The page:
- The Washington Times - Thursday, January 19, 2012

There’s never been a week like this leading up to the NFL’s conference title games. I say this, as much as anything, because I don’t remember an owner ever using the words “4 finger circus clowns” before on Twitter — or even not on Twitter, come to think of it. That Jimmy Irsay, he’s such a card.

Irsay, the Indianapolis Colts’ ringmaster, typed those words Wednesday, presumably on his smartphone, in response to a tweet by the legendary sportswriter, Rob Lowe. Lowe, who also does some acting, had informed his 244,975 followers: “Hearing my fave, #18 Peyton Manning will not return to the NFL. Wow.”

This caused Irsay, reportedly a buddy of the former “West Wing” star, to send in the clowns — the ones missing a digit. “My sources tell me Rob will star in an epic remake of ‘Deep Throat,’ ” he fired back, “with aging porn stars and 4 finger circus clowns.”

(Just curious: How would you list “4 finger circus clowns” on an injury report — as doubtful or questionable? Also, what if you needed one of them to serve as an emergency holder?)

At any rate, Manning, who missed the season with a neck injury, hasn’t retired — yet. Better still, circus clowns haven’t started picketing the Colts’ offices. But seriously, after an episode like this, you wonder if the conference championship games might be anticlimactic — I mean, unless they can get some bearded ladies to perform at halftime.

OK, on to the games — and they’re both beauties. For one thing, they’re being played outdoors, which only adds to the unpredictability. For another, regardless of who wins, the Super Bowl storylines figure to be fascinating. Here are my 11 thoughts (my Starting 11) on each matchup:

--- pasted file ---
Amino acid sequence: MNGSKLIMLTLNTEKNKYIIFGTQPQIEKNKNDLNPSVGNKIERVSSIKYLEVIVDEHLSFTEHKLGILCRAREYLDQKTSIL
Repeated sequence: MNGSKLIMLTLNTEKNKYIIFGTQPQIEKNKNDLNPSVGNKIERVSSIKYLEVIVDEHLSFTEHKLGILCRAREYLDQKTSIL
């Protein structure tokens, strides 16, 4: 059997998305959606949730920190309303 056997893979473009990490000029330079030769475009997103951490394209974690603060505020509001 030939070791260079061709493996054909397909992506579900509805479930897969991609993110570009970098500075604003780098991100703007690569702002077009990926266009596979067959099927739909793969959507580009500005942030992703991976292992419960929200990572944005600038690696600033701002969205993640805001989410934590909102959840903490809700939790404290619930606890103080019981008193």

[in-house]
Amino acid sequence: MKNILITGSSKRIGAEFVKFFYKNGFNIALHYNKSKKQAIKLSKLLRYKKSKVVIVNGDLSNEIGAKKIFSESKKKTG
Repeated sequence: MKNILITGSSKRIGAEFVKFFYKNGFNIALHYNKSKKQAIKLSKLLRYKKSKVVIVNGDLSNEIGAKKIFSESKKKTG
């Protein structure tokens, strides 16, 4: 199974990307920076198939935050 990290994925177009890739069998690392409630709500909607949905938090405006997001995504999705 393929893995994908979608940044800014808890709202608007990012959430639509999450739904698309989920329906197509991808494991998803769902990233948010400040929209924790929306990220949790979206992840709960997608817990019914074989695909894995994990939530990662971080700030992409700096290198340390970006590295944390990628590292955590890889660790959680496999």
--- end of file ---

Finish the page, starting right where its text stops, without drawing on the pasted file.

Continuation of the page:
AFC: Baltimore Ravens at New England Patriots

1. Their playoff game two years ago — Ravens, 33-14 — probably doesn’t offer many clues. The Patriots didn’t have Wes Welker, Rob Gronkowski, Aaron Hernandez or Deion Branch that day. And Ray Lewis and Ed Reed were two years younger.

2. Joe Flacco is looking at it all wrong. He’s incredibly lucky to be quarterbacking a Ravens team that basically just asks him to drive the car. If you doubt this, Joe, go to St. Louis (or any number of other places) and try to go 49-23 as a starter with that supporting cast.

3. Adam Vinatieri is gone. Stephen Gostkowski has never had to kick a game-winning field goal in the playoffs. Do you suppose anybody in Patriots Land is thinking about this?

4. For the Ravens to have a real chance, Terrell Suggs has to turn Matt Light, the Pats’ venerable left tackle, into, well, Matt Lite.

5. This might surprise you: Only seven players on New England’s active roster were around in 2007, the last season the Patriots went to the Super Bowl (Welker, Light, Gostkowski, quarterback Tom Brady, guard Logan Mankins, defensive lineman Vince Wilfork and reserve back Kevin Faulk).

6. The possibility exists that the Patriots will have to go through both Harbaughs, Baltimore’s John and San Francisco’s Jim, to win their fourth Super Bowl. That’s like having to go through Venus and Serena Williams to win Wimbledon.

7. Ray Rice is the best running back left in the playoffs. The Ravens need him to play Sunday like he’s the best running back left in the playoffs.